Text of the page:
It was 80 years ago when two American Flying Fortress bombers collided over the marshes at Reedham and the crews on both aircraft lost their lives.

On the exact date, February 21, people will be gathering for a moving and important ceremony, Reedham Remembers, at the war memorial in the village.

The US 8th Air Force 385th Bomb Group was stationed at, and flew B-17’s from Great Ashfield in Suffolk, from June 1943-August 1945.

On February 21 1944 aircraft from the 549th and 550th Bomb Squadrons were taking part in day two of an operation later known as the “Big Week.” A series of missions to bomb airfields and aviation industrial targets in Germany.

Eastern Daily Press: An image from the Lowestoft Journal (January 1964) showing cadets of 469 (Lowestoft) Squadron Air

The two planes did not make it back to base but crashed in a tragic accident over the marshes at Reedham. Twenty-one young men perished in as many seconds.

Witness Bob Goldsmith saw debris and bodies blown into the sky but no parachutes as the shattered remnants of both bombers plunged to earth.

The Hard Life Herald newsletter of the 385th Bombardment Group Association reported on the military career of pilot Captain John Hutchinson. This was had been his 25th mission. He and his crew would have returned home after it had been completed.

These missions were part of the “Big Week” operations when the RAF and USAAF combined in a series of round-the-clock raids on the German aircraft industry.

It was intended they would reduce the Luftwaffe’s strength during Operation Overlord (D-Day) in June. Opposition was light and severe damage was inflicted on the aircraft park.

But during the return journey adverse weather forced the bombers north of their planned route. They crossed the coast just north of Great Yarmouth at 8,000 feet at 15.37 hours.

Eastern Daily Press: The young men who died and who will be remembered on February 21

As they were prepared to land at Great Ashfield in cloudy skies the plane piloted by Lt Warren J Pease collided with the one Captain Hutchinson was flying causing both to crash into the marshes.

Norfolk author, historian and aviation archaeologist Ian McLachlin spent many years investigating what happened on that fateful day and we have much to thank him for.

His work resulted in the memorial being established at Reedham to  remember these airmen. Ian said it had fulfilled a dream that the men should be honoured as it was impossible during the war.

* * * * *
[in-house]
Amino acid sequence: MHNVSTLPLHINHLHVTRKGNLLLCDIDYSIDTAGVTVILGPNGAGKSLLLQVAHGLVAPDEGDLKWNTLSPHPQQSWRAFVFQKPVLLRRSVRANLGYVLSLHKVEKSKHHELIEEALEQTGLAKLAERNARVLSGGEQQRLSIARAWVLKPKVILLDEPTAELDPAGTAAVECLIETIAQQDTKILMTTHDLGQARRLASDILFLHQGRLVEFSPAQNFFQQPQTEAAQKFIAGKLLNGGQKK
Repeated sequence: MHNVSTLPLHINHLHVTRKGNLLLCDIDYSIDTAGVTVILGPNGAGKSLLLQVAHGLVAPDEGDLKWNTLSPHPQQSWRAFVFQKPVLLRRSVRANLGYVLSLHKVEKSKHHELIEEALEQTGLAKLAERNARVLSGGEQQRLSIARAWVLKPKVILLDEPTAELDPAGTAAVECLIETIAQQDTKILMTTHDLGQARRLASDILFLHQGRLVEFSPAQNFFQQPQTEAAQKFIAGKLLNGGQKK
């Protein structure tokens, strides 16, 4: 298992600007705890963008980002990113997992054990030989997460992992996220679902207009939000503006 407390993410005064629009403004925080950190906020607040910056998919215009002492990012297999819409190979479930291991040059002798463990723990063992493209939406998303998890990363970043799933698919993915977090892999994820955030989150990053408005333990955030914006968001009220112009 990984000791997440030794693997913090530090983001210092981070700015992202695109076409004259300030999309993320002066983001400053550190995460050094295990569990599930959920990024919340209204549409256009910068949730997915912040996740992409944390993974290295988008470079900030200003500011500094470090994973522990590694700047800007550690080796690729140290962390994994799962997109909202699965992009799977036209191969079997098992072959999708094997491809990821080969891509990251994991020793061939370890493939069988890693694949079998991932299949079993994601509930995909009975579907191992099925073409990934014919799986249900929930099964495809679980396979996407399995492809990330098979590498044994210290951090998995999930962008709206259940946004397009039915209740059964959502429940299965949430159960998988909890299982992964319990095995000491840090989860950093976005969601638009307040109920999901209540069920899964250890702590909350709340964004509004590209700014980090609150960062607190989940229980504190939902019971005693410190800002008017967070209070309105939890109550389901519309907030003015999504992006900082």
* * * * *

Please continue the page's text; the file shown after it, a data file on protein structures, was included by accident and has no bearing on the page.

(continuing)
Eastern Daily Press: We will remember them. Names on the memorial at Reedham

The ceremony was attended by family members, surviving veterans from the 385th Bomb Group, a colour guard from Mildenhall and veterans from branches of the Royal British Legion.

Channel Four’s Time Team also visited the site in 1999 to help shed light on the history of the crash with most recovered wreckage placed in storage. This can be viewed on Time Team SO6EPO8 Reedham Marshes Norfolk – YouTube.

Eastern Daily Press: Filming the Time Team programme forFilming the Time Team programme for Channel 4 in 1998

Now, to mark the 80th anniversary of the tragic event Mark Smith and Reedham Parish Council are arranging a service at the war memorial at The Hill & Riverside, Reedham, at 11am on Wednesday February 21. A road closure will be in force between 10am and 1pm.

It will be conducted by the Rev Martin Greenland and attended by the President of the 385th Bomb Group Association in the USA, Shannon Muchow whose grandfather was a pilot in the 385th Bomb Group.

We should thank Ian, Mark Smith and Reedham Parish Council for making sure there will be a fitting tribute to the airmen who lost their lives and all others who died fighting for our freedom in the Second World War. We will remember them.

For more information read Ian McLachlan’s  compelling books Final Flights and Eighth Air Force Bomber Stories – A New Selection.

Eastern Daily Press: A look back at a previous memorial service

Eastern Daily Press: A propeller being recovered during the final excavation at Reedham Marshes in 2000.